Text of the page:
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Centralization Compromises Your Personal Data

August 28, 2019
James Hall


Centralization Compromises Your Personal Data

From the Equifax data leak to the ever unraveling Facebook data scandal, more attention has been directed at the vital issue of securing one’s personal data. While many hear and fear these large events involving data, it’s important to understand that your data is being collected and is compromised at a “micro” level as well.

With each data breach or scandal, it serves as a reminder of the dangers of centralization. As well, it solidifies decentralization is a necessary solution to this problem.

Every Step You Take, Every Move You Make…

The term ‘smartphone’ might be an understatement for the type of computing power available in your mobile device. The trade-off? The compass, GPS, gyroscope, and accelerometer, which are the primary tools for collecting location information, creates a data profile of you which can be sold or utilized.

An Associated Press investigation discovered that Google tracks you even if your phone settings indicate the opposite.

“…Google services on Android devices and iPhones store your location data even if you’ve used a privacy setting that says it will prevent Google from doing so.”

By tracking the purchase of a banana, Washington Post’s technology columnist Geoffrey Fowler identified “six types of businesses [that] could mine and share elements of my purchase, multiplied untold times by other companies they might have passed it to.” These entities were the bank, the card network, the store, point-of-sale systems and retailer banks, mobile wallets, and financial apps.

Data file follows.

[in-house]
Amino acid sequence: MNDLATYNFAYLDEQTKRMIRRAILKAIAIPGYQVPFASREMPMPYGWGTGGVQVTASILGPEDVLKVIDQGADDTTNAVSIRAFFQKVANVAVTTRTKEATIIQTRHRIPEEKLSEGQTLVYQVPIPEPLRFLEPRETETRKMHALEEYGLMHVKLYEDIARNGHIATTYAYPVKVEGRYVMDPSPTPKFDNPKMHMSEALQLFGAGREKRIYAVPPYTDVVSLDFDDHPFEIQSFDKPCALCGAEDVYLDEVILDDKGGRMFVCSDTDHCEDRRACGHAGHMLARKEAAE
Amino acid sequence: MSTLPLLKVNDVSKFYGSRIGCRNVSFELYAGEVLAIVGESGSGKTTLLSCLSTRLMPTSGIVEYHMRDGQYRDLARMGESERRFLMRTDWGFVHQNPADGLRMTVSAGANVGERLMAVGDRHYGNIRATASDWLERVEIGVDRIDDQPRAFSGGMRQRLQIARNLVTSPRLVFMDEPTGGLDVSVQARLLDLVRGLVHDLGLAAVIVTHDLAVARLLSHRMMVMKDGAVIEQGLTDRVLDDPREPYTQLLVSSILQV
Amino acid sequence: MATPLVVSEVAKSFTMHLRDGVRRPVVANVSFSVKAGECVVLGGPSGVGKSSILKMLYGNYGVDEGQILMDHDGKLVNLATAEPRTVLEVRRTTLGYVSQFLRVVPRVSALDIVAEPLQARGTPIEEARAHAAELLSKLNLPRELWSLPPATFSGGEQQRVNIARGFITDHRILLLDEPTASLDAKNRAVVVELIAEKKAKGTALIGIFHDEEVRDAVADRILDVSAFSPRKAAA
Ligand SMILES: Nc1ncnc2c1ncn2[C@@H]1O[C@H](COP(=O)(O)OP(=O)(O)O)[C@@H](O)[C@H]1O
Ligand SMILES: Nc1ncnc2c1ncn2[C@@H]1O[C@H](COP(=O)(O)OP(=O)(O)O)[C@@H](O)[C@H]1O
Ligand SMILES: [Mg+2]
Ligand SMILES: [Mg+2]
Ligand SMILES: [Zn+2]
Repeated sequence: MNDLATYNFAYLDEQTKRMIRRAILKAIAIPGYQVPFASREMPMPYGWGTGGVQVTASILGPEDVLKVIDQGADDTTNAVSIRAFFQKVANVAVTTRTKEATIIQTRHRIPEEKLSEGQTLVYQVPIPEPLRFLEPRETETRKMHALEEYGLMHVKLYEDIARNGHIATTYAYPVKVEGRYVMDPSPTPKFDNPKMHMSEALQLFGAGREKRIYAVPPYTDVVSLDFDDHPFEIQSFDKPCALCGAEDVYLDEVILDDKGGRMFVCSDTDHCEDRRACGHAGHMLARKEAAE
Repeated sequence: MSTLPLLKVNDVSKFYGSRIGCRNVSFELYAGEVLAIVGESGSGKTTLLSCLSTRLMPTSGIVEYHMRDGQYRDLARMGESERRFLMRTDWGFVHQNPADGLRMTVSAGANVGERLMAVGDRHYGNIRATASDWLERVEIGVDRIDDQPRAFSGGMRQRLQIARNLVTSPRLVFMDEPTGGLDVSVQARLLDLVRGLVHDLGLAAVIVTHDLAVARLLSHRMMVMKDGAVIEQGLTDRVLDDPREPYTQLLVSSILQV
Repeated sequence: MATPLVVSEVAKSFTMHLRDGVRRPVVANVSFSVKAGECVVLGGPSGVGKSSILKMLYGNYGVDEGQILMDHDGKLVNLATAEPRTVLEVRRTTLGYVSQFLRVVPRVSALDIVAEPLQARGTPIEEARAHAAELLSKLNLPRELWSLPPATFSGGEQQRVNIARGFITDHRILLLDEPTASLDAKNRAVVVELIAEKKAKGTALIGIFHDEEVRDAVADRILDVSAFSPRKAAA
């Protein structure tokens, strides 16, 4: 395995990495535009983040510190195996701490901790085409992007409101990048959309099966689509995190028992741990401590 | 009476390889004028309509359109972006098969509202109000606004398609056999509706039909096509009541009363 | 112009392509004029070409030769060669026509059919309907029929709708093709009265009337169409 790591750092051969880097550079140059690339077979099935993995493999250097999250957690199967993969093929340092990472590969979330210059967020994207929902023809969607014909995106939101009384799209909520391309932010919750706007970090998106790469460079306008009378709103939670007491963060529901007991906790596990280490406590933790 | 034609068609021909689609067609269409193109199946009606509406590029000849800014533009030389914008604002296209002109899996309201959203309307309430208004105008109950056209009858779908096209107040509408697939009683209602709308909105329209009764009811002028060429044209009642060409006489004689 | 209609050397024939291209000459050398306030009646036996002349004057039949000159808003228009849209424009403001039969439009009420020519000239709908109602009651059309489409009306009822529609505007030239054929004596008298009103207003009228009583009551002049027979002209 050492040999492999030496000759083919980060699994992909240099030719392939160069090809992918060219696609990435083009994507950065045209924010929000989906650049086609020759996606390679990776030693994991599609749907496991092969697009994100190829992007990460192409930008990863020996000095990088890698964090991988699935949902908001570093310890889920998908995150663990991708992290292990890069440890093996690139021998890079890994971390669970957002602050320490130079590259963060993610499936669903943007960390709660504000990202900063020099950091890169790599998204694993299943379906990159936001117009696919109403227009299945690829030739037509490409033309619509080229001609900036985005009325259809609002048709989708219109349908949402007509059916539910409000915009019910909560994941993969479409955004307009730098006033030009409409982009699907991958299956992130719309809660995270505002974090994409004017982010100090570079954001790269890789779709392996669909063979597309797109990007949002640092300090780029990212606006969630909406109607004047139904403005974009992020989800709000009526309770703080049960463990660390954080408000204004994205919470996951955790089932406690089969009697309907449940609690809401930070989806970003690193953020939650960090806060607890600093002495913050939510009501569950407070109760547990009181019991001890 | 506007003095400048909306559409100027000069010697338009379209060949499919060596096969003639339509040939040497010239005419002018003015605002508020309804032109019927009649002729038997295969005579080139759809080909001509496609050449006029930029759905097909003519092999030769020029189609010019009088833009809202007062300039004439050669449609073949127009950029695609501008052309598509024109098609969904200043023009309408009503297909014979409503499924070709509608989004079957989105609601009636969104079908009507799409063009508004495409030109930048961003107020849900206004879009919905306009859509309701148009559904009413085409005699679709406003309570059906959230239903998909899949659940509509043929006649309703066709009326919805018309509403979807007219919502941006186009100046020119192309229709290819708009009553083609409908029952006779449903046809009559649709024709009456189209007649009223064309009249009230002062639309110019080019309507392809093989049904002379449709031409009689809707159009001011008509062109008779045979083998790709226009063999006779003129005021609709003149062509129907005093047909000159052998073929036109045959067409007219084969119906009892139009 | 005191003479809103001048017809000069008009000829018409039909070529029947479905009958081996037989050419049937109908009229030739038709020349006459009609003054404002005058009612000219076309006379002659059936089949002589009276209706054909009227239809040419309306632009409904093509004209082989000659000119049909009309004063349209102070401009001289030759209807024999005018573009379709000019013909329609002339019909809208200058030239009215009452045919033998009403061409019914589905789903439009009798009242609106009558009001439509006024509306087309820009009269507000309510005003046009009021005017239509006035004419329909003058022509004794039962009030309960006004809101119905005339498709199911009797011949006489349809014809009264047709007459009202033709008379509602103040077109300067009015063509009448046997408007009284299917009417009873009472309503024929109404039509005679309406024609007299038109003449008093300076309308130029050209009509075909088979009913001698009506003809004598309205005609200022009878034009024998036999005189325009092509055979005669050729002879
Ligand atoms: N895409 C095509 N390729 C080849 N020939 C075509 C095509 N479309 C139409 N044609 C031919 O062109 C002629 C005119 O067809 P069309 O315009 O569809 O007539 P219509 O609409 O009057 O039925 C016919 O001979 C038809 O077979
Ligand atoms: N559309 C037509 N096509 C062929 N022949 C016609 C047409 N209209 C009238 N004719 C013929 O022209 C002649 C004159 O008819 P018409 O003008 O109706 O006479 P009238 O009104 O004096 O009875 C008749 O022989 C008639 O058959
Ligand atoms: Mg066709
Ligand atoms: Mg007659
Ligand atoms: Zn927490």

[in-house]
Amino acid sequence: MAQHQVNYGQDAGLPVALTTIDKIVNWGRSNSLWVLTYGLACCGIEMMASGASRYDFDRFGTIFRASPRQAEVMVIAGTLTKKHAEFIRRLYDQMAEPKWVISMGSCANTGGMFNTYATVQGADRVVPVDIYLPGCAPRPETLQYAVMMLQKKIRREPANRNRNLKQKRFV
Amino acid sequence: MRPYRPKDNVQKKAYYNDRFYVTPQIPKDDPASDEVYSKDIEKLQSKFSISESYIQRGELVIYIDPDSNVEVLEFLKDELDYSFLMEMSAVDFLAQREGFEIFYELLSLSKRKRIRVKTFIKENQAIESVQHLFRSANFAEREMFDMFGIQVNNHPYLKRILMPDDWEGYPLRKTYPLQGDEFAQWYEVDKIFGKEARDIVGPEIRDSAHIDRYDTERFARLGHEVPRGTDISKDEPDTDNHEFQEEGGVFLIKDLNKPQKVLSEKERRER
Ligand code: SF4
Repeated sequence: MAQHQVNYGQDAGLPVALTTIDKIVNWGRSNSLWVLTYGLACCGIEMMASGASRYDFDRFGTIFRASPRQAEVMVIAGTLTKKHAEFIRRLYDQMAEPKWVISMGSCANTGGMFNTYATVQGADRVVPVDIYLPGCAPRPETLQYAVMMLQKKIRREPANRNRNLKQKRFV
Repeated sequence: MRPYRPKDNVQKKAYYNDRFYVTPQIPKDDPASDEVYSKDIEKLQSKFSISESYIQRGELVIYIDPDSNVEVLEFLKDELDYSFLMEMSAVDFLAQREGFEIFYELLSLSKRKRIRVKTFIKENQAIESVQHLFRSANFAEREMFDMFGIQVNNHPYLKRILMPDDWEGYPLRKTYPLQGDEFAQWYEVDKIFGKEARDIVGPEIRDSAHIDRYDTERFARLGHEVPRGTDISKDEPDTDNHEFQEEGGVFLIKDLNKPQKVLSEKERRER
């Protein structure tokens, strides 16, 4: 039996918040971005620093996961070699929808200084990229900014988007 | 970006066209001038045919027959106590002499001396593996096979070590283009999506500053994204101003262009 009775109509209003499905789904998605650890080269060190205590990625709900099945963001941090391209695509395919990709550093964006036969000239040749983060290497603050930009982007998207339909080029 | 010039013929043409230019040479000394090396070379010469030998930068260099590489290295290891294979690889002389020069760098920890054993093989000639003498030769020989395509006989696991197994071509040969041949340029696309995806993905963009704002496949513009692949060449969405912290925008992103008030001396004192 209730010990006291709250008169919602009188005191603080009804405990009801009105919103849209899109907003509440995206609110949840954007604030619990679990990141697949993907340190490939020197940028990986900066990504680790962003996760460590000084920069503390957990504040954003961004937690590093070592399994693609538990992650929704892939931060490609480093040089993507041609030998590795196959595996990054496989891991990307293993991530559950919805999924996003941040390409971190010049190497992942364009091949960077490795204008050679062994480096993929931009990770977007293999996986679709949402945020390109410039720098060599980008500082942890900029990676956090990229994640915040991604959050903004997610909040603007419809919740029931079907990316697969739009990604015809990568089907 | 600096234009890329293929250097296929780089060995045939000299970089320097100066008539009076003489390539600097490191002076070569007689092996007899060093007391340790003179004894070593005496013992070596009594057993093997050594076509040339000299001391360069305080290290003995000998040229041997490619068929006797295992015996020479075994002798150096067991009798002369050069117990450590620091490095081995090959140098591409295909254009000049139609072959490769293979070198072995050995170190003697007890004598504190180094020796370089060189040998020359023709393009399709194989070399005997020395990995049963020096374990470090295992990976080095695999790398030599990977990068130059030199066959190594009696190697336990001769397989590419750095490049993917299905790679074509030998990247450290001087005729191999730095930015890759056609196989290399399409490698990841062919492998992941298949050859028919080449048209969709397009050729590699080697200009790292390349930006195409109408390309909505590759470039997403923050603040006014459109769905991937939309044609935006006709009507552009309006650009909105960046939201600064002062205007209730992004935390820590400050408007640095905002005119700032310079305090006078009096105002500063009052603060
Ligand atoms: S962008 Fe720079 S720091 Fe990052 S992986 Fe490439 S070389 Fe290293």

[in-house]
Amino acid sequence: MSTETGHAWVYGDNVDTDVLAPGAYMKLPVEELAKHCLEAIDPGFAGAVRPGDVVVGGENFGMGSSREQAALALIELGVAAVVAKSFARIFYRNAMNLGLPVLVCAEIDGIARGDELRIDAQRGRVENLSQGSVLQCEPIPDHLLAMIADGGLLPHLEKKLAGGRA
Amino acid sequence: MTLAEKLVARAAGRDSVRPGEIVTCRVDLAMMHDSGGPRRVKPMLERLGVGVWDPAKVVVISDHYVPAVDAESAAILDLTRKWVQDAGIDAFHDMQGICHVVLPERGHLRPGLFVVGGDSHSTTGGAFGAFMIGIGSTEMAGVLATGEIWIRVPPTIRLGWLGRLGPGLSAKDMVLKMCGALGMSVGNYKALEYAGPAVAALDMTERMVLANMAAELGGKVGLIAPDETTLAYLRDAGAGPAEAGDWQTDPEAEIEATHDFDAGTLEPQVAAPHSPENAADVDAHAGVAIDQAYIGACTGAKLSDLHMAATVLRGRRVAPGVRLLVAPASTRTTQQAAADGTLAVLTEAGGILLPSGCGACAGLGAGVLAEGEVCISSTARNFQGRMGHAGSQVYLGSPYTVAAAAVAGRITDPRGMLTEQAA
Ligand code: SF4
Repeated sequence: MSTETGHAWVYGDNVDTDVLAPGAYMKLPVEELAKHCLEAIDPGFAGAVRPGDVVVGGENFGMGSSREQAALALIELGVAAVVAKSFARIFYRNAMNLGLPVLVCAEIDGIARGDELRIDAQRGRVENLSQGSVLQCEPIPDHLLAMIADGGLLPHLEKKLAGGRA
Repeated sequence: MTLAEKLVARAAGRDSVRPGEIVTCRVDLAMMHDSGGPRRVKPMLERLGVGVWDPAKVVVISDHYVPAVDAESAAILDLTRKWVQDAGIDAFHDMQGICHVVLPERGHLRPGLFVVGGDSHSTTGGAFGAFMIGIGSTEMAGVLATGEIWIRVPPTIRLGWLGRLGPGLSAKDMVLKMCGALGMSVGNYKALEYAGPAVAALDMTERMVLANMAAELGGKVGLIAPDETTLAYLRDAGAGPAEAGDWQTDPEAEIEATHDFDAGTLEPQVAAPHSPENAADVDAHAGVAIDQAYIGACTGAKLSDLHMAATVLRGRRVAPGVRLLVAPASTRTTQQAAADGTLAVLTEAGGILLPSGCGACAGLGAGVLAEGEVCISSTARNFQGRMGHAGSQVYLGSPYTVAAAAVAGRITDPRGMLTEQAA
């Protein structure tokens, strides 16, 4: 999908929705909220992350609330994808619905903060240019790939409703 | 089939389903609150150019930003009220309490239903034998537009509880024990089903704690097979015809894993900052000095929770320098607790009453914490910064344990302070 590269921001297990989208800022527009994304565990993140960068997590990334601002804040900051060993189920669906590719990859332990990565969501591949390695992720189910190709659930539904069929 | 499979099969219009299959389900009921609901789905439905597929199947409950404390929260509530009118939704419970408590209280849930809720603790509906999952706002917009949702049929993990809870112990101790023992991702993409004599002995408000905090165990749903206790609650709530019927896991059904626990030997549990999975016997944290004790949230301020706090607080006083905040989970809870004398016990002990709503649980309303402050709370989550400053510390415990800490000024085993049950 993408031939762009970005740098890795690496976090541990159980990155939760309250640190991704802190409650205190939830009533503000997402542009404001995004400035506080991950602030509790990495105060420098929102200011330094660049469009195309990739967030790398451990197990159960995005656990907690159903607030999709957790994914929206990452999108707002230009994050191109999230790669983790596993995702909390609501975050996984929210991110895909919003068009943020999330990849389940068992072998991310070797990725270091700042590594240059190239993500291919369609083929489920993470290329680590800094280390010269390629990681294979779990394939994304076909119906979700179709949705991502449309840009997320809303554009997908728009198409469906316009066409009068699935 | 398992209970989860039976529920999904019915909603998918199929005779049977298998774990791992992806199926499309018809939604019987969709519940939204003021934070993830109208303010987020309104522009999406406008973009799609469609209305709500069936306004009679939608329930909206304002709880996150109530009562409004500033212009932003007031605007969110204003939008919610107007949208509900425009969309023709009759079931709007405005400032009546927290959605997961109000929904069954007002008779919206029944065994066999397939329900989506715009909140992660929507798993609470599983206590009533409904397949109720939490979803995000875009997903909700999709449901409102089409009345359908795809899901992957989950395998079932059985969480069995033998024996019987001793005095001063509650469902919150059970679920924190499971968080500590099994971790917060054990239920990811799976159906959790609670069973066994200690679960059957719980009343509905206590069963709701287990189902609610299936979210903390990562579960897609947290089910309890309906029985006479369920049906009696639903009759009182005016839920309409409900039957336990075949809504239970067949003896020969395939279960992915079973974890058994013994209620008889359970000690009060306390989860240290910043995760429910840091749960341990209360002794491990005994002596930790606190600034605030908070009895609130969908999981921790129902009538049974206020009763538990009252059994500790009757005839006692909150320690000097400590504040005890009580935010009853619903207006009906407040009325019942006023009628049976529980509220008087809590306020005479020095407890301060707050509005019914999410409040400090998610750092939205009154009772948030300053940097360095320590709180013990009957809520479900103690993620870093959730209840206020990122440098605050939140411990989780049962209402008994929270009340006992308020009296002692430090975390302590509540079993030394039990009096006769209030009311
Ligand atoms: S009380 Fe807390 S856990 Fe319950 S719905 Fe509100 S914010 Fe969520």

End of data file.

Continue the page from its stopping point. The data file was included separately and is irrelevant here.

Possibly the most egregious discovery was in Chase bank’s privacy statement which Fowler uncovered. It states that Chase reserves the right to share your data for many reasons. One of them being “For nonaffiliates to market to you.”

The take away here is your everyday actions amount to micro-events producing data for future sale or utilization by third-parties.

Decentralization for Data Empowerment

Essentially, there is no escaping it; we have become a product of big tech for them to sell to advertisers or target themselves. Additionally, you can only ‘take their word for it’ that any assurances these companies make will be followed.

There is no form of centralization that can safeguard our data in the digital economy. Only with blockchain technology, which offers transparent code and decentralization, can this can be done. You do not need to trust any centralized entity; you only need to trust the impartial distributed blockchain ledger. Many distributed ledger projects also allow users to monetize their data by selling what they choose directly to advertisers.

In short, blockchain offers its users safety, security, trustworthiness, and even potential profit involving their personal data. Therefore, it’s only a matter of time until this disruptive technology takes over and gives us all power over our data.